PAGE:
The economic decline of the European Union continued in October as sales of new passenger cars contracted by 5% to 959,412 compared to October of 2011. It was the thirteenth straight month of sales declines across an economically embattled Eurozone as the trade bloc made of 27 bickering nations is unable to move out of the economic doldrums.
With sales in the first ten months of 2012 down to 10,327,276 units, or -7.3%, the EU is on pace for its fifth straight year of sales declines as the Great Recession that started in 2008 deepens its hold in the face of ineffective economic policies. The sales drop is the equivalent of four final assembly plants of lost wealth production, and that doesn’t count negative effects on the numerous components plants that support that production. Stockholders at all of the Detroit Three automakers are being hurt, and that is if you consider Fiat-controlled Chrysler as part of the Motown trio any longer.
France, the second largest EU market, Italy (#4) and Spain (#5) posted disastrous results, off -7.8%, -12.4% and -21.7% respectively, much worse than October a year ago. Of the other large and most consequential markets, Germany (#1 by far at 260,000) was flat, and the UK (#3) – long a Euro skeptic – at 151,000 posted a gain of 12%.
The challenges for the Detroit Three multiply and compound as sales continue to decline.
- GM Group, largely dependent in Europe on loss-making Opel/Vauxhall saw year-to-date sales drop from 971,000 units to 848,000 or -13%. That is half a final production plant in Europe, which already has far too many. GM is planning to close its Opel Zafira plant in Bochum, Germany after the run-out of the current Zafira van in 2015, but that alone is not enough to return Opel to profitability after decades of losses totaling hundreds of billions dollars. GM Q3 losses in Europe increased by about $200 million year over year, and GM is on track to lose about, gulp, $1.5 billion to $1.8 billion in the region this year.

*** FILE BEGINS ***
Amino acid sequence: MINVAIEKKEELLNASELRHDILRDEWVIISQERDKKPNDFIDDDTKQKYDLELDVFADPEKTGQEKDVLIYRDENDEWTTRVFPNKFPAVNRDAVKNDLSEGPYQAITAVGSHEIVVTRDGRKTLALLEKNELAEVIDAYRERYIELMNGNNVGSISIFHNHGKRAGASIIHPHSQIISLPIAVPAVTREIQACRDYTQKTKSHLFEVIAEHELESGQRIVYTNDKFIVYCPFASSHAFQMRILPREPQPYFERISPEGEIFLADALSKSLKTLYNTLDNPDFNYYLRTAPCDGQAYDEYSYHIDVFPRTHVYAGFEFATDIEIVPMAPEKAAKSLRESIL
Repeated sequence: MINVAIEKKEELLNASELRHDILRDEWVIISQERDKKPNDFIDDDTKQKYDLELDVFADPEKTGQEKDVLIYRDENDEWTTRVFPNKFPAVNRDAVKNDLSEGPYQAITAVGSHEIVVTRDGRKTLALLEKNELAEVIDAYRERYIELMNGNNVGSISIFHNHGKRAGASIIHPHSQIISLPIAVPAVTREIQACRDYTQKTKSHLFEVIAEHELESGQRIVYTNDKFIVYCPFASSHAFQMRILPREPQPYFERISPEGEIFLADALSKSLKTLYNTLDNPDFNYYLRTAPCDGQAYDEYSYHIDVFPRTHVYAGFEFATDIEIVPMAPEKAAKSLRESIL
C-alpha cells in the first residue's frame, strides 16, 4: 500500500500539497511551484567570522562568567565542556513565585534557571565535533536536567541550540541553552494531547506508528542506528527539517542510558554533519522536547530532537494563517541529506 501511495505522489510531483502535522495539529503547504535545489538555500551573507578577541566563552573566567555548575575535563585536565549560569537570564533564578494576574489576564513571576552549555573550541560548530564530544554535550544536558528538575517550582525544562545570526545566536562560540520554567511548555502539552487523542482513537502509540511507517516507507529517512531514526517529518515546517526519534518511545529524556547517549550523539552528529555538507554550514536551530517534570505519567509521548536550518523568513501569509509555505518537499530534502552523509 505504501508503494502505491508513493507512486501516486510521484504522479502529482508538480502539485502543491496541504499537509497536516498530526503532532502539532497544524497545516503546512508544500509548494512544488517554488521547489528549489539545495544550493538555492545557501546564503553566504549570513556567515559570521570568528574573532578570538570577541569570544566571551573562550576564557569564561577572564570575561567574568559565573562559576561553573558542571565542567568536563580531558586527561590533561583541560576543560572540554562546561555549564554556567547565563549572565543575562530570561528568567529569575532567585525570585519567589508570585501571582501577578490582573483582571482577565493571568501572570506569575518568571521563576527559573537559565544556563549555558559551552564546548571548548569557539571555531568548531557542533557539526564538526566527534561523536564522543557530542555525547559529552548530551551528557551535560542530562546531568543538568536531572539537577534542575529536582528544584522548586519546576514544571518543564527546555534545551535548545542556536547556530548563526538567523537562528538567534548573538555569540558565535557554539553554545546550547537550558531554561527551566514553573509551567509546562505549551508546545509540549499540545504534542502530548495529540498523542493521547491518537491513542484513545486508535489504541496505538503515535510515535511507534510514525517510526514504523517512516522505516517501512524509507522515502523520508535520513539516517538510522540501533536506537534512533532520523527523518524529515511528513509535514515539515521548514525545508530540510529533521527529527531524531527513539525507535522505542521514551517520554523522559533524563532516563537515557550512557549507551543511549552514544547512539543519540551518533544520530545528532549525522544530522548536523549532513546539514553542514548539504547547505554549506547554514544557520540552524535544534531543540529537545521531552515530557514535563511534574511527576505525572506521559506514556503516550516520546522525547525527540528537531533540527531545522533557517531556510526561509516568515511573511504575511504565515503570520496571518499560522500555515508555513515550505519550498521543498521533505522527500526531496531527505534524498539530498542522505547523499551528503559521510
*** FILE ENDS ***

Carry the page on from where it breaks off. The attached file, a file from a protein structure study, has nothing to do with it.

GM claims Europe will achieve breakeven by mid-decade after having lost billions there during the last one. “We are starting to see some green shoots in the mud of Opel,” claimed Steve Girsky, vice chairman of GM during a Q3 earnings call with media. (His eyesight or imagination must be better than mine.) In a major step – at least for GM – Girsky said that Opel is no longer building vehicles without dealer orders. Company and dealer-owned inventories were cut by more than 100,000 units from February, with an additional 20,000 planned by year-end. This adds to a 47% reduction in company-owned stock, it was claimed. Girsky also said Opel would introduce 23 new models and 13 new engines by 2016 as it continues to seek union agreements on plant closings.
- Ford Motor saw ytd sales decline to 787,000 from 899,000 (-12% and share at 7.6% is off half a point). This drop translates also to a half of a final assembly plant. Ford will now lose at least $1.5 billion in Europe this year. With the exception of non-EU Russia (Ford’s #3 market), Ford’s top five markets are Britain (#1), France (#4) Germany (#2) and Italy (#5).
Ford in late October announced a series of actions to restore its European operations to profitability by mid-decade, targeting a long-term operating margin for Ford Europe of 6% to 8%, which would be an almost unbelievable turnaround after decades of losses and failed recovery plans. (Ford to Shut Genk as part of latest European Turnaround Plan and Ford Motor Posts $1.6 Billion Profit in Q3. Europe Loses $468 Million)
- Fiat Group, the owner of Chrysler, saw sales drop ytd to 673,000 from 803,000 – once again half an assembly plant. For the first ten months of 2012, Fiat Group had a 6.5% marketshare, primarily reflecting the Italian economic disaster, where the auto market has fallen to levels last seen in the 1970s. In September, Fiat’ Group’s share was 6.5%, off from 7.2% y-o-y. For Ferrari and Maserati, the Group’s highly profitable luxury and performance brands, combined sales totaled 3,300 ytd, a chilling decline of -39% from the same period in 2011 at 5,300 since through October the two premium names have generated more than €2.1 billion in revenue.
CEO Sergio Marchionne said three weeks ago that to recover in Europe the Group would fill the existing five plants in Italy with upscale Alfa Romeo, Maserati and Jeep models by 2016 rather than closing some of them. Roughly 15% of Fiat’s capacity would be used for exports. “We have to stop chasing our own tail in Europe,” Marchionne said during a conference call with surprised to frankly skeptical analysts and media. “This plan is not for the faint hearted,” he admitted. Without Chrysler earnings, Fiat Group would have lost -€281 million in the third quarter of 2012.
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